Part of the strategic objectives, as spelled out in yesterday’s budget, is to leverage Canberra’s competitive advantages in the Tertiary education, space, defence, cyber security, advanced technology and manufacturing and renewable energy sectors to support economic growth.

We need to encourage these and other industries to set up in Gungahlin as well. Planning systems are a great lever to be able to do this.

We’ve also seen throughout 2020 that there are many ways to undertake office based work. Many of us have a renewed appreciation of what it means to work from home after 2020. Some people enjoy it, others don’t like it and a lot of people saw the advantages of being able to work from home some of the time. Much of the benefit has to do with the lack of commute when one is working from home.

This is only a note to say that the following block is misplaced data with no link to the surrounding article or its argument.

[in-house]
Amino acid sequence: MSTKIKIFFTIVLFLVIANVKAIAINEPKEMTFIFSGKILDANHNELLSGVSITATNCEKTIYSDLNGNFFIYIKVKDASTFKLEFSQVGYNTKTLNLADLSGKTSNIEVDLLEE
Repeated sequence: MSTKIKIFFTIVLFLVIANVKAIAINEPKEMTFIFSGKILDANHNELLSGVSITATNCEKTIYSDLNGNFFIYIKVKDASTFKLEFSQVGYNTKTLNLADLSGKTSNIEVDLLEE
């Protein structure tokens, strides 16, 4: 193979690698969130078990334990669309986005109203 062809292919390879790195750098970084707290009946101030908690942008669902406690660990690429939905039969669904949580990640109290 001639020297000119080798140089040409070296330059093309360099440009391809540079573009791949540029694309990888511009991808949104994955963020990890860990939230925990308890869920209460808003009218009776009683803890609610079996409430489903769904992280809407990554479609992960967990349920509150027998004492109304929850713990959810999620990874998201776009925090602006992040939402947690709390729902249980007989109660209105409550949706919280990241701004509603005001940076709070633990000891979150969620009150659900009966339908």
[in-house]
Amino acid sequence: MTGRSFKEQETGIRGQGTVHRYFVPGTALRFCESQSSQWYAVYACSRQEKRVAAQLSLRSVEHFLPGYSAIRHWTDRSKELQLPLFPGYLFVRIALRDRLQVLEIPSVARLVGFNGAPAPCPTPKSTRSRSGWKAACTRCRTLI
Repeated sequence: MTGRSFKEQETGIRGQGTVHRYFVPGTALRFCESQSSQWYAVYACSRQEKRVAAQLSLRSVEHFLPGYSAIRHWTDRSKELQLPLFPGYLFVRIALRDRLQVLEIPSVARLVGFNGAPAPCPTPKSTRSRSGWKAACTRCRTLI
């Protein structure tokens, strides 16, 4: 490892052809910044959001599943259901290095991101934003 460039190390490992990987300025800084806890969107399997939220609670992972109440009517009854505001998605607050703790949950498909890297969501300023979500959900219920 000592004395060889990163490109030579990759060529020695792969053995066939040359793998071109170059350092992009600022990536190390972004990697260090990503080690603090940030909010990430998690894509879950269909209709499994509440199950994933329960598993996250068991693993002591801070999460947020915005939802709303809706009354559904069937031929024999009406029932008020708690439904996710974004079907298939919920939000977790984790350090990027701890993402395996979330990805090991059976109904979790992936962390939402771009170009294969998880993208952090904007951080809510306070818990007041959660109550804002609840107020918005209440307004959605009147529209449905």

Having truly mixed use development allows for reducing commute times while still going to the office and enjoying the social benefits that brings. It allows for better work life balance. 

The learnings from our experiences with different flexible arrangements for office based work allows exploration of different built formats in the town centre and the time is right to explore these

To fully realise the aspirations of our community, we need to also make sure we not only have spaces to live, but  spaces for the businesses and jobs we seek to have located in our town centre.

With some thought and strategy we can encourage this sort of diversification and even explore some new opportunities not imagined a year ago in the Gungahlin Town Centre, but there needs to be the appropriate planning levers in place to ensure the building stock is there now and into the future.